Introduction to License Management

If you have used other license management products, you can skip this chapter. If you are new to license management, however, we have included an overview of how license management products operate.

The purpose of a license manager is to allow a software vendor (ISV) to flexibly price and license their product(s) for delivery to their customers. At their most basic level, license managers like RLM allow an ISV to deliver concurrent-use (floating) or fixed (node-locked) licenses to their customers. In the case of node-locked licenses, no license server is needed with RLM and other advanced license managers. Most license managers offer many other license types for delivery to customers, and these vary from license manager to license manager. The next chapter, License Models, describes the various ways you can license your software with RLM.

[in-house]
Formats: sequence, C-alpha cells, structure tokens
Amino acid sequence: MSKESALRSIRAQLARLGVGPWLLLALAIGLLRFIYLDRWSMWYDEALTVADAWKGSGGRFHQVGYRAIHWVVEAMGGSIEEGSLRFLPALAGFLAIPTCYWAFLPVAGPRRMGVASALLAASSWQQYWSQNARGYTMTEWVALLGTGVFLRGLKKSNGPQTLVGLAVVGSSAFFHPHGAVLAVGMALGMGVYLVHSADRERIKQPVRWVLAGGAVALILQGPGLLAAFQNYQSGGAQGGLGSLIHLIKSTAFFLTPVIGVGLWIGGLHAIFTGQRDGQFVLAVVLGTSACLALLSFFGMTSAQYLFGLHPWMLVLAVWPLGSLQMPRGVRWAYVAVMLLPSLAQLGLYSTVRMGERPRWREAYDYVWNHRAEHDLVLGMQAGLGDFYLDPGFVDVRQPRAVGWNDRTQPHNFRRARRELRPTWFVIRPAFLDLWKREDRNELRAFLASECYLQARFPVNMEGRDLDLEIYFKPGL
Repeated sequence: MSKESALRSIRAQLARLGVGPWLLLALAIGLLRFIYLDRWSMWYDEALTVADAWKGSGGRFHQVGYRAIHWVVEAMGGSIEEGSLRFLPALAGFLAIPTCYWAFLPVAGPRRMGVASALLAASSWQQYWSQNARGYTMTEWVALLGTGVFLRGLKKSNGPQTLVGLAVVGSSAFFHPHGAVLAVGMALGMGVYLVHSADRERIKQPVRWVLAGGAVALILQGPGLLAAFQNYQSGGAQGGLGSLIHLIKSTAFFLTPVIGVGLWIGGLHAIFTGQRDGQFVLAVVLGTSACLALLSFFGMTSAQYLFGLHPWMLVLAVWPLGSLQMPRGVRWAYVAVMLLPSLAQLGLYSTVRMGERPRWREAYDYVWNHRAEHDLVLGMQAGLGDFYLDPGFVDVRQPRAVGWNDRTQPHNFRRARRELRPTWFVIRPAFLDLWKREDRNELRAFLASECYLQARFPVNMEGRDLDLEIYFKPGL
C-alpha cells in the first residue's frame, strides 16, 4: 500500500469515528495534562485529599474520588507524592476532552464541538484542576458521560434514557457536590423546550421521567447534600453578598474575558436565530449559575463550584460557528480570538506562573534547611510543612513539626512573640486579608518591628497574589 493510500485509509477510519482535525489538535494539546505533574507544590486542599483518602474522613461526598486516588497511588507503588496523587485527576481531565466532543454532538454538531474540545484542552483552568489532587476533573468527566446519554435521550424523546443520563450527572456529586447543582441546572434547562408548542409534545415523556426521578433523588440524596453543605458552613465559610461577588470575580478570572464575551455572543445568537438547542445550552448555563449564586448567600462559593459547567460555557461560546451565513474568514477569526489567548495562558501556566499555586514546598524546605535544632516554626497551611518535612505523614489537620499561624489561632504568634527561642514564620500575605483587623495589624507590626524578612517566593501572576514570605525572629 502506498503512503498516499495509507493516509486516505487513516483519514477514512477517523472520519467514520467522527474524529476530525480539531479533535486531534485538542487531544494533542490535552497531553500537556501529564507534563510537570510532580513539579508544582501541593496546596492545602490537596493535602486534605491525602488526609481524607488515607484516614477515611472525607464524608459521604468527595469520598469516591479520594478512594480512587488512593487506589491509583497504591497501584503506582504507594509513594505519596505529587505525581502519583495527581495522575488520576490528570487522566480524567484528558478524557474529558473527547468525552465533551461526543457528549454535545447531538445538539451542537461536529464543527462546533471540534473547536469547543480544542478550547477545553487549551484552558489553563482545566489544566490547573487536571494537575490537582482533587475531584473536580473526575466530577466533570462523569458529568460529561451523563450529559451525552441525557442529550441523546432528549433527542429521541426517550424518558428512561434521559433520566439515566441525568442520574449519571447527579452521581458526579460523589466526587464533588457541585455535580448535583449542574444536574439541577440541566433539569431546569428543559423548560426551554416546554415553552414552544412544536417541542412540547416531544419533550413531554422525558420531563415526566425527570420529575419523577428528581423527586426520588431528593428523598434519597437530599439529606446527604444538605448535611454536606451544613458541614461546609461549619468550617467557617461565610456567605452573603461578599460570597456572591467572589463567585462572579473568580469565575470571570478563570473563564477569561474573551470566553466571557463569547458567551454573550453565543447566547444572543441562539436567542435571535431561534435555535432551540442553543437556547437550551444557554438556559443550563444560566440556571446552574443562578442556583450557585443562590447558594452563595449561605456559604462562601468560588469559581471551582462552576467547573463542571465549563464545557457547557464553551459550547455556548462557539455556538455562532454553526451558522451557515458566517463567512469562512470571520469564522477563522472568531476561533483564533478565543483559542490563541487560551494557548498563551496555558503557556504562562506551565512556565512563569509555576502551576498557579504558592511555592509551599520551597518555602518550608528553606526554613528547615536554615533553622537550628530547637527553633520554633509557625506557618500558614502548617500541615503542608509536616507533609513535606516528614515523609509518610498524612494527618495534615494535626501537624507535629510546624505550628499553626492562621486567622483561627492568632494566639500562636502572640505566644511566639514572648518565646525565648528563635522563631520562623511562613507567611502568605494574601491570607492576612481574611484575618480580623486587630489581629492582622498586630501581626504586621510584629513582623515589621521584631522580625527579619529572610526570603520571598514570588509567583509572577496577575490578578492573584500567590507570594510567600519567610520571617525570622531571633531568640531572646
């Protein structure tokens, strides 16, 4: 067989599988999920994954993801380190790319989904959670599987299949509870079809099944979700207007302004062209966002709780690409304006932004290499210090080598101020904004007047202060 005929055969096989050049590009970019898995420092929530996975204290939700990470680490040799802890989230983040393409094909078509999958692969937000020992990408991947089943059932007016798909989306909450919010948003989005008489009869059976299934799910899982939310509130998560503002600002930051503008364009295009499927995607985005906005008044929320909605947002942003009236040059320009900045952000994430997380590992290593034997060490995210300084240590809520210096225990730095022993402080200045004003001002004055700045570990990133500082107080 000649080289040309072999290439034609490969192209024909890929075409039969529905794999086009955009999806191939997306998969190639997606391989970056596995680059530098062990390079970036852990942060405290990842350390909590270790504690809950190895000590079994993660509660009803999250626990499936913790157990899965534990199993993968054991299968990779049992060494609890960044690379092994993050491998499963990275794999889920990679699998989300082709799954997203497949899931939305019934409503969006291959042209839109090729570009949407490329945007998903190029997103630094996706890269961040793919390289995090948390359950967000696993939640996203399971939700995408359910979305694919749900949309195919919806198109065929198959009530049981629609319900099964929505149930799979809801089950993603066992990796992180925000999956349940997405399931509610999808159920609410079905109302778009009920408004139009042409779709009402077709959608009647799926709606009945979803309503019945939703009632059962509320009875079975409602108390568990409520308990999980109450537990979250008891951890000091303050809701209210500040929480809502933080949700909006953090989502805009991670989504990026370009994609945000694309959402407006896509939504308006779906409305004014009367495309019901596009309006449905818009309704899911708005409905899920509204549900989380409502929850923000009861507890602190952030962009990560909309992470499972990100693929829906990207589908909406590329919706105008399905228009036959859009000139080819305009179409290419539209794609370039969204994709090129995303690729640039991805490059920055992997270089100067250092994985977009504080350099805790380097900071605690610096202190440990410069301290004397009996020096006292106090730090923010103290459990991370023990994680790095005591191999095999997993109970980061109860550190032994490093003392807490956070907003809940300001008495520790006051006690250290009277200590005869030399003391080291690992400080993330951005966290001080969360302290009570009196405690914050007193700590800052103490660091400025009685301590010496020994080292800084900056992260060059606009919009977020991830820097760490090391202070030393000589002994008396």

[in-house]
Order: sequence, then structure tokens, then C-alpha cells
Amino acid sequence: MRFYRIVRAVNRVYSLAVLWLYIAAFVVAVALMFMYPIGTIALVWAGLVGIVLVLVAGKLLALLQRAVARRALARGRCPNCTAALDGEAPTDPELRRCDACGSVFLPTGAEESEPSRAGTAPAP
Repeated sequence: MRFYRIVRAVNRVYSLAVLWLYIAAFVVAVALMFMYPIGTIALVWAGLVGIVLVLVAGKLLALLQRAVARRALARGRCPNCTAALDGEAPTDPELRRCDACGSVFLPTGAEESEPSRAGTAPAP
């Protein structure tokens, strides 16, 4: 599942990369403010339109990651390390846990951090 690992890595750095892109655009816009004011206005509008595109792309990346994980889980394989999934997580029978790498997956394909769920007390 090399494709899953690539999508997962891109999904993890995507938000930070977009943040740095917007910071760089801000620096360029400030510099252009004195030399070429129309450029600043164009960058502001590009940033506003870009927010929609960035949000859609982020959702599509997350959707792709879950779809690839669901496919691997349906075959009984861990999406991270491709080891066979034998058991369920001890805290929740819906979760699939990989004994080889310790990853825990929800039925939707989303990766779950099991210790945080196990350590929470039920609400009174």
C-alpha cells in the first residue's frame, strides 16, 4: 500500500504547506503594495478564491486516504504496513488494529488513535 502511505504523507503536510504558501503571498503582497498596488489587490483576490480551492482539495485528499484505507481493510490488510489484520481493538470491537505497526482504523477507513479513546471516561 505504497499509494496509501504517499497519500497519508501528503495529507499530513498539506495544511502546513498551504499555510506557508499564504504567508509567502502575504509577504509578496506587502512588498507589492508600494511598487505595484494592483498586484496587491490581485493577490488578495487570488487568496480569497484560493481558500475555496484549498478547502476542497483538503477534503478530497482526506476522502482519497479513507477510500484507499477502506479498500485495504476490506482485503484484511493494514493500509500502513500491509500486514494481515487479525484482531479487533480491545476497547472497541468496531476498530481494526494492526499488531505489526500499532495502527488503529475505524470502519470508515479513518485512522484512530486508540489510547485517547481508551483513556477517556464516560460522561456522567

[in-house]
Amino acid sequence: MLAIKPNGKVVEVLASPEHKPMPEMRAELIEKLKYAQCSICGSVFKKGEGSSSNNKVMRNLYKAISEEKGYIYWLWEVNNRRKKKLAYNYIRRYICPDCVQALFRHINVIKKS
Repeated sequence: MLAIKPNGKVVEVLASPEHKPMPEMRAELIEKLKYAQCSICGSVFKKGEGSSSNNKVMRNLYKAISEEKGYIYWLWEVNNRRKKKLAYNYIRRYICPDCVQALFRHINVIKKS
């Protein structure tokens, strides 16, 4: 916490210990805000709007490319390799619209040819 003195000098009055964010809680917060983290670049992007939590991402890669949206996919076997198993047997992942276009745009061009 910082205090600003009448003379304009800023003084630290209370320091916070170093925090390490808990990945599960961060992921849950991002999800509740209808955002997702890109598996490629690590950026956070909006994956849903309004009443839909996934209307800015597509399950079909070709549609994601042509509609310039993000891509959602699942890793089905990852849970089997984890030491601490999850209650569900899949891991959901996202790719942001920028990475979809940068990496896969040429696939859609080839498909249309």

License managers differ from Copy Protection because license managers give advantages to the ISV’s customers as well. License managers allow your customer’s organization to know that they are using purchased software within the license limits set by you, their ISV. In addition, license managers collect usage information (at the customer’s option) for later reporting and analysis. If your license manager is open and transparent, this usage information is provided in a fully documented report log format.

First, a few definitions



How used in this manual

license manager

A software component which keeps track of the right to use a software product


Your software.

product name